Gregg Popovich isn’t the warmest or fuzziest creature in the public landscape. A noted curmudgeon with the media, Pop often comes across as taciturn and unfeeling, objecting to questions about private conversations or relationships. But underneath that, anyone who does pierce that snowglobe the man keeps around himself, everyone says there’s a kind, compassionate, and thoughtful guy hidden beneath that.
For the past 19 years, that guy has coached Tim Duncan, and beginning with camp in 10 days, he will no longer do so.
The San Antonio News-Express received a quote from Brett Brown about Popovich and Duncan’s relationship, and then asked Pop himself about it. And yes, the Spurs are moving on, and yes, Popovich is still coaching the Spurs, but also, yes, he will miss the man he became so close to and won five titles with.
“Pop will miss Timmy more from a relationship standpoint than a basketball standpoint,” Brown said this week. “And considering how great Timmy was, that is saying something.”
Brown compared Popovich losing Duncan to how he felt dropping off his daughter at college this month. You know the transition is natural, you know this is what has to happen. But there’s a gnawing loneliness.
“Absolutely,” Popovich said. “I have a hole in my gut.”
“Most people aren’t married for 19 years,” he said, and that’s why Friday represents more than the beginning of another season.
When they retire Duncan’s number at the AT&T Center, Popovich will probably be as emotional as anyone. For a few years, it seemed like, to Popovich’s own admission, he would retire when Duncan walked away. Instead, the 2013 loss to the Heat in such traumatic fashion seemed to reinvigorate him, and after winning the 2014 title and with the emergence of Kawhi Leonard, Popovich seems ready to continue indefinitely.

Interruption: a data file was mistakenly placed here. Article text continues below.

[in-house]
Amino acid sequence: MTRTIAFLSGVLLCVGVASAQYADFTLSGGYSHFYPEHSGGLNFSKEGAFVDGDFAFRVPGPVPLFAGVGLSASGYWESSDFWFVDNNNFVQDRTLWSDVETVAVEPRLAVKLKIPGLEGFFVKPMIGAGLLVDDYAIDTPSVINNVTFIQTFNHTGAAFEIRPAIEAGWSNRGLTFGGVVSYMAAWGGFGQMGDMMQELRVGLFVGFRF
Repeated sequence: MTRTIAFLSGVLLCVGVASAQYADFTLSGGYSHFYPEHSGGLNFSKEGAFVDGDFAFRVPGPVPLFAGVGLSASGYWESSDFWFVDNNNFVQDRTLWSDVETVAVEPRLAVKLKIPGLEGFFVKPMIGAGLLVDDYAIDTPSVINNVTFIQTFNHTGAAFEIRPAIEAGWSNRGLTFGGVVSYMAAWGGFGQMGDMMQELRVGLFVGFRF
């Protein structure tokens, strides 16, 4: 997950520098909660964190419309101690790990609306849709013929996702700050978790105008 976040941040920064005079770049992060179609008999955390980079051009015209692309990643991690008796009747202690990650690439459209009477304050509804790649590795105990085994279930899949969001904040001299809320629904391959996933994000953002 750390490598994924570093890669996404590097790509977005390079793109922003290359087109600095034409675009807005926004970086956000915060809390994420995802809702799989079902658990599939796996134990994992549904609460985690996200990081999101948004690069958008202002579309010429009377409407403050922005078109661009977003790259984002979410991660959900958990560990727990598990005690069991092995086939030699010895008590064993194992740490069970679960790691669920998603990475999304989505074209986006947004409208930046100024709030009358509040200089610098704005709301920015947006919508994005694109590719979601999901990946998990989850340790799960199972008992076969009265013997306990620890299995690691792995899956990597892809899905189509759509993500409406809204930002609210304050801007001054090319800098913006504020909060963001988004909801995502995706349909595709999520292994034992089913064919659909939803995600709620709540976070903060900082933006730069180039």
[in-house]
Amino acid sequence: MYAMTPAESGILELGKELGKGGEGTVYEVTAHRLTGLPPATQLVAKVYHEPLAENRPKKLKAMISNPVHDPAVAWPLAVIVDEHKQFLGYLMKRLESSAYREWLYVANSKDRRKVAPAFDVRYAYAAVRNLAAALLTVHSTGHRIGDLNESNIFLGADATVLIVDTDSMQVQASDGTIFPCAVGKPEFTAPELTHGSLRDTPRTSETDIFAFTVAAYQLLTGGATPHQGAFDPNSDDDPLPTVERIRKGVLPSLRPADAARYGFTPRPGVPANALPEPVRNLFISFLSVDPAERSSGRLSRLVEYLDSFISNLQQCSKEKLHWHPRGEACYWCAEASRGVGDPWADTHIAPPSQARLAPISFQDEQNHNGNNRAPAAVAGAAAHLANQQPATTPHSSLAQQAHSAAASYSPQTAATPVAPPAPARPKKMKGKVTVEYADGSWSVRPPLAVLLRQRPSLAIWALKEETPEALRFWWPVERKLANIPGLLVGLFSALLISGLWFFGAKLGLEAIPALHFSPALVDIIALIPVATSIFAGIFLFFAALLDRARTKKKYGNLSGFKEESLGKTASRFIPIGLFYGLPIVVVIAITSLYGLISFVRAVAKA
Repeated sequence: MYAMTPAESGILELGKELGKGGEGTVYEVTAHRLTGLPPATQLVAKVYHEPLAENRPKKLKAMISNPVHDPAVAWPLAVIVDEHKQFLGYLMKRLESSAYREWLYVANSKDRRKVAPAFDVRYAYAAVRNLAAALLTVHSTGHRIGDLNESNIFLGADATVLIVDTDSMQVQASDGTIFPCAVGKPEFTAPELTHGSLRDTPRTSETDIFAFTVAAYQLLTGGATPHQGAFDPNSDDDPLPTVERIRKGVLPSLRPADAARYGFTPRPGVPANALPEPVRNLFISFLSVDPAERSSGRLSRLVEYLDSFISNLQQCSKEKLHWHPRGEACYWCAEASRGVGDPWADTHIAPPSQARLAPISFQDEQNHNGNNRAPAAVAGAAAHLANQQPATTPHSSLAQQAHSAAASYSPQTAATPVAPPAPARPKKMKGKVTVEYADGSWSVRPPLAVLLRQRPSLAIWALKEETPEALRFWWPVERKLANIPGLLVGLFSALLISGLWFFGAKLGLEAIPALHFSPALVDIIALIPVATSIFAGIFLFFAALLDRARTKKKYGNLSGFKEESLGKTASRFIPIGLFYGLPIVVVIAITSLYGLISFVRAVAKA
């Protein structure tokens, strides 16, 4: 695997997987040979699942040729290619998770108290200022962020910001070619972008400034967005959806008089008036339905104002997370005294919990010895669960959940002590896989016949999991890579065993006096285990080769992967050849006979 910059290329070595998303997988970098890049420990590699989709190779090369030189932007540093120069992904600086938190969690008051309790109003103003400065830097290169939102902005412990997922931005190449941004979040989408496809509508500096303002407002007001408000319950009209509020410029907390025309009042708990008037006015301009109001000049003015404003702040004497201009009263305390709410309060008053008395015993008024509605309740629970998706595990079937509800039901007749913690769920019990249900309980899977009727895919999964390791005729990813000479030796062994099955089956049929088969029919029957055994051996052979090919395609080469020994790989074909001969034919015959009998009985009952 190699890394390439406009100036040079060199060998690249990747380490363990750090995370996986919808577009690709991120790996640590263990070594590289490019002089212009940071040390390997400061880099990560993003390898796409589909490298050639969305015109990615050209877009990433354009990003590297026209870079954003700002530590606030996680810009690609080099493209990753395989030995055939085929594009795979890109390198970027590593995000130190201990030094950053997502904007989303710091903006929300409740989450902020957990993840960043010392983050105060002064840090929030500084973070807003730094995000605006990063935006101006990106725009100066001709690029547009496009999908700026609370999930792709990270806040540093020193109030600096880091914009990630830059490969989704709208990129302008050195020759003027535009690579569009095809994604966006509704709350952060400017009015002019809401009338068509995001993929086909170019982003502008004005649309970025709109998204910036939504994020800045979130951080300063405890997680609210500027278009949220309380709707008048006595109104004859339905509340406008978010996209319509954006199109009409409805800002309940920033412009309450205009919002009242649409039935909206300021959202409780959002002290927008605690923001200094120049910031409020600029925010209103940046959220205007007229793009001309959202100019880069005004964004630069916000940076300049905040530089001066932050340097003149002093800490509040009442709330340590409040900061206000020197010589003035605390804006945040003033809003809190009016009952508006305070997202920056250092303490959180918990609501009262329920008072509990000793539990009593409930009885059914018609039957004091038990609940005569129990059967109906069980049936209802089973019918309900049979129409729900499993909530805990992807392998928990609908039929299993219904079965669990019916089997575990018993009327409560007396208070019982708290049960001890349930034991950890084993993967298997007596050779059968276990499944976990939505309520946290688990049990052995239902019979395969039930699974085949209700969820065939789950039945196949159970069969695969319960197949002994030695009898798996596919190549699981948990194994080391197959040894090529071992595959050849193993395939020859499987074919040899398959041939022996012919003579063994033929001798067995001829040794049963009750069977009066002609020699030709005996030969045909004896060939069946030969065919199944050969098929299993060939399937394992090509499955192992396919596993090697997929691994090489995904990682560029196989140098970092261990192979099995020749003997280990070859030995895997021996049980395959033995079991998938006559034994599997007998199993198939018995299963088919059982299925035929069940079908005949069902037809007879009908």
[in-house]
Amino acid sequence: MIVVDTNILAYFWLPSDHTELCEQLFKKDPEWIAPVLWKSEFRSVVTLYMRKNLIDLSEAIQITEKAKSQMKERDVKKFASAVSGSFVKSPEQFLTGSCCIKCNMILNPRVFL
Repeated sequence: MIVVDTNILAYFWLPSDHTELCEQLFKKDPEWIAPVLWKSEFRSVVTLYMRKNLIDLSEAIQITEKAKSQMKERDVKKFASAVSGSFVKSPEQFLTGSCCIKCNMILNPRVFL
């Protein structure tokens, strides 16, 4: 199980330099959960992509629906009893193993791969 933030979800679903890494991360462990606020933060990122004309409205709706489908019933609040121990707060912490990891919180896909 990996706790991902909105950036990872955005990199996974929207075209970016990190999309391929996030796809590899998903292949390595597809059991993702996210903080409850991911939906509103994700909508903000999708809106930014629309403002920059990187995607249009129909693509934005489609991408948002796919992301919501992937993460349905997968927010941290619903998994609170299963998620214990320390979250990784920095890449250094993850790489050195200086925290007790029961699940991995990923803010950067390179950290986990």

But it won’t be the same. It can be great, it can even, theoretically at least, be better. But it will not be the same as when those two joined together and created not just victories and championships, but a special connection that left its mark on both men.
There will be nights the Spurs miss Duncan. They’ll miss his defense, and his consistency. They’ll miss his work ethic as a standard of accountability. They’ll miss everything he brought to the table, everything he was as a player and as a person.
But he’s gone. There are still games to try and win, still championships to pursue, legacies of Tony Parker, LaMarcus Aldridge, and Kawhi Leonard to help advance. The game goes on.
But it will never, ever be the same for basketball, the Spurs, for the city of San Antonio, or coach Gregg Popovich.
Source: CBS Sports / Gregg Popovich on missing Tim Duncan: ‘I have a hole in my gut’